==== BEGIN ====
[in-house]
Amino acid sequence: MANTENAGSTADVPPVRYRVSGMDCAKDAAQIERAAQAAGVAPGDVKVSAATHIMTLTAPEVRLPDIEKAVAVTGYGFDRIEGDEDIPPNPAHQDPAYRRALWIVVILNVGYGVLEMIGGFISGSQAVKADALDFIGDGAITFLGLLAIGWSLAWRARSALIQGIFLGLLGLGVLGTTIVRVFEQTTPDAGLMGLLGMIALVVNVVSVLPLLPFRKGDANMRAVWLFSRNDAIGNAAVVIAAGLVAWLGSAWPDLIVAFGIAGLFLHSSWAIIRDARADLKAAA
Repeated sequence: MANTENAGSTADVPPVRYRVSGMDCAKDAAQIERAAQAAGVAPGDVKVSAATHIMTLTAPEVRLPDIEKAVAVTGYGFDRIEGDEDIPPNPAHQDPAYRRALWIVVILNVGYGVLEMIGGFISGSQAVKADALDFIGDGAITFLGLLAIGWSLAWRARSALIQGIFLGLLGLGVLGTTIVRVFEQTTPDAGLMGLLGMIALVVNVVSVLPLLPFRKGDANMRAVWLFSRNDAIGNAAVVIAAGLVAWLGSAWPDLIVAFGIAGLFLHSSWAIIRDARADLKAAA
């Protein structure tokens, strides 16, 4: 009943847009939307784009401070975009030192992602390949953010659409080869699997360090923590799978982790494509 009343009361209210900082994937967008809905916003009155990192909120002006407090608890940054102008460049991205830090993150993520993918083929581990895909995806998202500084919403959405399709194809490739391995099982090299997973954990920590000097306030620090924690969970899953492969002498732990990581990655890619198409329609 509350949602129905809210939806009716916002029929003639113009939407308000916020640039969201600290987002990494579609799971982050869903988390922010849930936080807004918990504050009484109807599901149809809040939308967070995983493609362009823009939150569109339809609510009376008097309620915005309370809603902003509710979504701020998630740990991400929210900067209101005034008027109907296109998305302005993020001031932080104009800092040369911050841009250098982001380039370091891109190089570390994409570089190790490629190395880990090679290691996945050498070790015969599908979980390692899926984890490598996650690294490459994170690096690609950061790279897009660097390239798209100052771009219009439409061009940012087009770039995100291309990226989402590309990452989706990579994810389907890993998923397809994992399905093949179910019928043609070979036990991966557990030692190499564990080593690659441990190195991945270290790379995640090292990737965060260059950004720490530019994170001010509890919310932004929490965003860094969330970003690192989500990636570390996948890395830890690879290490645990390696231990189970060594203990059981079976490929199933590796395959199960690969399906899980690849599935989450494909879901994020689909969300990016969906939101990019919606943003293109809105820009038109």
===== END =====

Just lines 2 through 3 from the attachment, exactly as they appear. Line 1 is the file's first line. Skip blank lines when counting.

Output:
Amino acid sequence: MANTENAGSTADVPPVRYRVSGMDCAKDAAQIERAAQAAGVAPGDVKVSAATHIMTLTAPEVRLPDIEKAVAVTGYGFDRIEGDEDIPPNPAHQDPAYRRALWIVVILNVGYGVLEMIGGFISGSQAVKADALDFIGDGAITFLGLLAIGWSLAWRARSALIQGIFLGLLGLGVLGTTIVRVFEQTTPDAGLMGLLGMIALVVNVVSVLPLLPFRKGDANMRAVWLFSRNDAIGNAAVVIAAGLVAWLGSAWPDLIVAFGIAGLFLHSSWAIIRDARADLKAAA
Repeated sequence: MANTENAGSTADVPPVRYRVSGMDCAKDAAQIERAAQAAGVAPGDVKVSAATHIMTLTAPEVRLPDIEKAVAVTGYGFDRIEGDEDIPPNPAHQDPAYRRALWIVVILNVGYGVLEMIGGFISGSQAVKADALDFIGDGAITFLGLLAIGWSLAWRARSALIQGIFLGLLGLGVLGTTIVRVFEQTTPDAGLMGLLGMIALVVNVVSVLPLLPFRKGDANMRAVWLFSRNDAIGNAAVVIAAGLVAWLGSAWPDLIVAFGIAGLFLHSSWAIIRDARADLKAAA